But for hospitality workers, it especially poses a challenge when greeting and interacting with guests. Guests won’t be able to see you smiling at them, nor will you be able to shake hands. So don’t be surprised if your hotel trains staff to greet guests with a new gesture, such as putting your hand to your heart.

Front desk staff may find that much has changed with their daily duties and need additional training. For instance, more and more hotels are turning to technology in order to allow guests to self-check-in and self-check-out. While this seems contrary to what the hospitality industry stands for, it is intended to minimize contact between guests and staff. Thus, keeping everyone safe.

Employee sick leave 

Hotel employees themselves should also anticipate new sick leave policies at work. For one, plan on being sent home immediately if you exhibit any symptoms of illness while at work. 

Also, you may be required to have your temperature taken every time just before the start of your workday. Again, this is in the interest of both all hotel guests and staff. 

Hotel staff may also receive more paid sick time than in the past as hotels realize that when employees show symptoms of illness or test positive for Covid-19, they and their families will need as much of the hotel’s support as possible.

Hotel dining option changes 

Hotel food and beverage offerings have also changed greatly as a result of Covid-19. Because of lockdown restrictions and social distancing, fewer people are dining out. So restaurant operations have been less profitable.

Consequently, many full-service hotels have closed their restaurants during the pandemic or have limited offerings such as pre-packaged food available at quick-service kiosks in the lobby.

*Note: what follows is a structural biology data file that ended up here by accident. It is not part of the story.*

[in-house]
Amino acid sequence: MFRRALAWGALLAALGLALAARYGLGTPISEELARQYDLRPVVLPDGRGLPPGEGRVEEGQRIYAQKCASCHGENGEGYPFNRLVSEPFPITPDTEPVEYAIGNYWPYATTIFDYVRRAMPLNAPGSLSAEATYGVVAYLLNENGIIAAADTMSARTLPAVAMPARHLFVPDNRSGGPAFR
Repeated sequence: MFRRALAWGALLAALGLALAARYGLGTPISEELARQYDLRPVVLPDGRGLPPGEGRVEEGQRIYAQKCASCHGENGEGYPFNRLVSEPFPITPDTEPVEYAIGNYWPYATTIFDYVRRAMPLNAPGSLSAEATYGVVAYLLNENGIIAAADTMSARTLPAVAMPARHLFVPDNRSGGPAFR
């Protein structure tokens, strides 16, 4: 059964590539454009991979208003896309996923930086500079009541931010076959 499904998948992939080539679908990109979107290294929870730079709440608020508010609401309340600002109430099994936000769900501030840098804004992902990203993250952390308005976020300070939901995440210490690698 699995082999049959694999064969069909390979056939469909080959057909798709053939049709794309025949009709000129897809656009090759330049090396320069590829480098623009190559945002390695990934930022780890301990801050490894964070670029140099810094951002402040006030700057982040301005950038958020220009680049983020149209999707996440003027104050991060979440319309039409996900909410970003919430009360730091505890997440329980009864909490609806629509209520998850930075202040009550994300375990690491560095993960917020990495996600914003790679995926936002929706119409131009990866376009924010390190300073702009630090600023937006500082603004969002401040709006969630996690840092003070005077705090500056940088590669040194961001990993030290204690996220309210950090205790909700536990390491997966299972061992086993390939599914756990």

Some may offer in-room dining while others may suggest guests order food through services like Doordash in order to help support local restaurant businesses. 

Regardless, you’ll want to know exactly what dining offerings are available to hotel guests so that you can better answer their questions and keep them informed of their options. 

Also, in the event that a guest is forced to self-isolate at the hotel, staff will be obligated to assist with his or her dining needs as well as the hotel’s associated policies in delivering food to their room. 

Whether that’s in-room dining or food deliveries from outside restaurants, hotel staff will likely be told that room service carts and other food deliveries are to be left outside of the guest’s room, with the guest notified of the delivery and able to collect it once staff has exited the corridor. 

New responsibility opportunities 

Hotels with fewer employees may want their staff to complete training in areas other than those for which they were hired. So don’t be surprised if your front desk role also requires you to help keep public spaces sanitized or if you’re asked to assist another department with administrative duties. 

It’s also important to keep these additional job requirements in perspective. When business is slow, the extra duties give the staff a little extra job security. That is, if you’re a front desk associate with little to do, having you assist with other work helps ensure your paid hours at work. 

It also gives you more professional experience that enhances your value at the hotel and with future hotel employers. Go about the extra duties with a positive attitude and you can further demonstrate your value to your supervisors. 

Additional booking flexibility

Finally, with so many hotels suffering from historically low occupancy rates, many have turned to rent rooms for day use. In other words, hotels have recognized that while people are stuck at home, not traveling, and not going into the office, many are eager to find local workspace separate from their home.

Some hotels have been filling the void by offering room rates for the day, giving local professionals a quiet space to work before returning home to their families in the evening. 

Don’t be surprised if some guests are checking in during the morning and checking out at quitting time. Like traditional business travelers, they will likely have questions about hotel WiFi networks, hotel business centers, and in-room dining options.  So make sure you’re up-to-speed on the hotel’s current services for business travelers.